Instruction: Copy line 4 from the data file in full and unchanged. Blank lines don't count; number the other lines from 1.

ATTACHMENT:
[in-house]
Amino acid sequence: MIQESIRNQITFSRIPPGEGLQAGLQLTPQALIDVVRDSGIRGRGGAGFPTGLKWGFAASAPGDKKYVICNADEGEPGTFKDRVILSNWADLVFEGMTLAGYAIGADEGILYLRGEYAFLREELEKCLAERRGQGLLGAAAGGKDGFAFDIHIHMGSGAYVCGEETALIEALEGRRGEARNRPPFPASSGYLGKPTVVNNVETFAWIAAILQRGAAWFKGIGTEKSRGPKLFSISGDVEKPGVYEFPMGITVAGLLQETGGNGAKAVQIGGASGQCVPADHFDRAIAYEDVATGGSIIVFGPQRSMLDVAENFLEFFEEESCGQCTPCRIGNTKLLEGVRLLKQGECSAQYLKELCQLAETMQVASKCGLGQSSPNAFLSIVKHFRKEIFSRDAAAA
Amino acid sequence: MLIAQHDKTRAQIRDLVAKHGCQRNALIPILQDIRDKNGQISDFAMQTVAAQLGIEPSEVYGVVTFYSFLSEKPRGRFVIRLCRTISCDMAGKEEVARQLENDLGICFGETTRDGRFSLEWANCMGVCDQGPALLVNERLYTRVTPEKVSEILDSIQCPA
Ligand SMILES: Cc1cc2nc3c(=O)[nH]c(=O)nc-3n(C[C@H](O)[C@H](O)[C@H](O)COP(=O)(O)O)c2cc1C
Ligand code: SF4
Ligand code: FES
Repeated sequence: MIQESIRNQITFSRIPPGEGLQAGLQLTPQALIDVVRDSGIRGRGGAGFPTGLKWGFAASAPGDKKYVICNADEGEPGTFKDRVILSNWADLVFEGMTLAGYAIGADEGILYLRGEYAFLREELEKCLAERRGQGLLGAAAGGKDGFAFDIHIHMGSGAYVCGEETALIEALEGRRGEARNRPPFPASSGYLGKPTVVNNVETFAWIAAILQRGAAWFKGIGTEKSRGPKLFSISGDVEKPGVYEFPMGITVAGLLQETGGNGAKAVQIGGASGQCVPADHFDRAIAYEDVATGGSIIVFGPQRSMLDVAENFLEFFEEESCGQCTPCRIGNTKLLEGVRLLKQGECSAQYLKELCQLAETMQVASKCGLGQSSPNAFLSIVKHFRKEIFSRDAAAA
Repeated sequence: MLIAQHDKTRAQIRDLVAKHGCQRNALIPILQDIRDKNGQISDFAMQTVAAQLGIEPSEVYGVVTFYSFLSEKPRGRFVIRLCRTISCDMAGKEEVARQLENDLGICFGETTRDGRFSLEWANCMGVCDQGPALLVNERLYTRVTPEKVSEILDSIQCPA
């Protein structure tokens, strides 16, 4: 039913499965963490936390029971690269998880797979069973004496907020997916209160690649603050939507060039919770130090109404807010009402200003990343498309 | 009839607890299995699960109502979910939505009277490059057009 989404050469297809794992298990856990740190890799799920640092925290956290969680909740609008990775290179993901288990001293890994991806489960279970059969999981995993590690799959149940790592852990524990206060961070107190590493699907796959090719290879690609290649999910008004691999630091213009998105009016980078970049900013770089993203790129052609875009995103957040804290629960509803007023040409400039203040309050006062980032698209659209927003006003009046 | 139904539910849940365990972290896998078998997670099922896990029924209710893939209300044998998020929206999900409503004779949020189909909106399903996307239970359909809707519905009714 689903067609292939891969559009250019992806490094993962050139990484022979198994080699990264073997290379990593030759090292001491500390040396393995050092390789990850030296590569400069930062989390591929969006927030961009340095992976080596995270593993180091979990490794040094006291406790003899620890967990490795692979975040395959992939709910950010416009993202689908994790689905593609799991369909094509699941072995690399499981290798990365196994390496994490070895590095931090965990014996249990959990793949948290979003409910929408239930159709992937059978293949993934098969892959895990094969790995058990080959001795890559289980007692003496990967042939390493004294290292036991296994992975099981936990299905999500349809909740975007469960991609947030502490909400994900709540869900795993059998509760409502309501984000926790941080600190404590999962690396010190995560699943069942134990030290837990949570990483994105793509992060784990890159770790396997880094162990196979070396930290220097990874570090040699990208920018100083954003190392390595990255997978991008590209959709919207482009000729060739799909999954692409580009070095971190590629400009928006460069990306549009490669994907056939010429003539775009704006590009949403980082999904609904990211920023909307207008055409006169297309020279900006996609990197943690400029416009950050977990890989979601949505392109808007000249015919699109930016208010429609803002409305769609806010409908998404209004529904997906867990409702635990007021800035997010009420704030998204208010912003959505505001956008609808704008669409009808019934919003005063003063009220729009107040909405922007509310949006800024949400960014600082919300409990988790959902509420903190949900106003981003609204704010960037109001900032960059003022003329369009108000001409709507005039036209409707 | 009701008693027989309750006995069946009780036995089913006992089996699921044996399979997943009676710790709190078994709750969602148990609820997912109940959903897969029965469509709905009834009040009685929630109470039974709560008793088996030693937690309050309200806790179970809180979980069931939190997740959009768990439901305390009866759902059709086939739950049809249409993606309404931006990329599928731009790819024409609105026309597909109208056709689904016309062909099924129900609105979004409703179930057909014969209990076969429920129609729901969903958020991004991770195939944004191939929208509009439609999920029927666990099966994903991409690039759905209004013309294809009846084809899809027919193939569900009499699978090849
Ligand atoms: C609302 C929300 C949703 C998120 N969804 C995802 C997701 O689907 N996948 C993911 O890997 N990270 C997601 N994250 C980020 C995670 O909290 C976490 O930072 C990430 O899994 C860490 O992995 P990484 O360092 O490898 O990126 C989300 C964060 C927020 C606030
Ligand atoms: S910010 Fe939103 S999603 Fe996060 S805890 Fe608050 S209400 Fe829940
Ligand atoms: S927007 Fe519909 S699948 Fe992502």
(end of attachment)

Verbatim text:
Ligand SMILES: Cc1cc2nc3c(=O)[nH]c(=O)nc-3n(C[C@H](O)[C@H](O)[C@H](O)COP(=O)(O)O)c2cc1C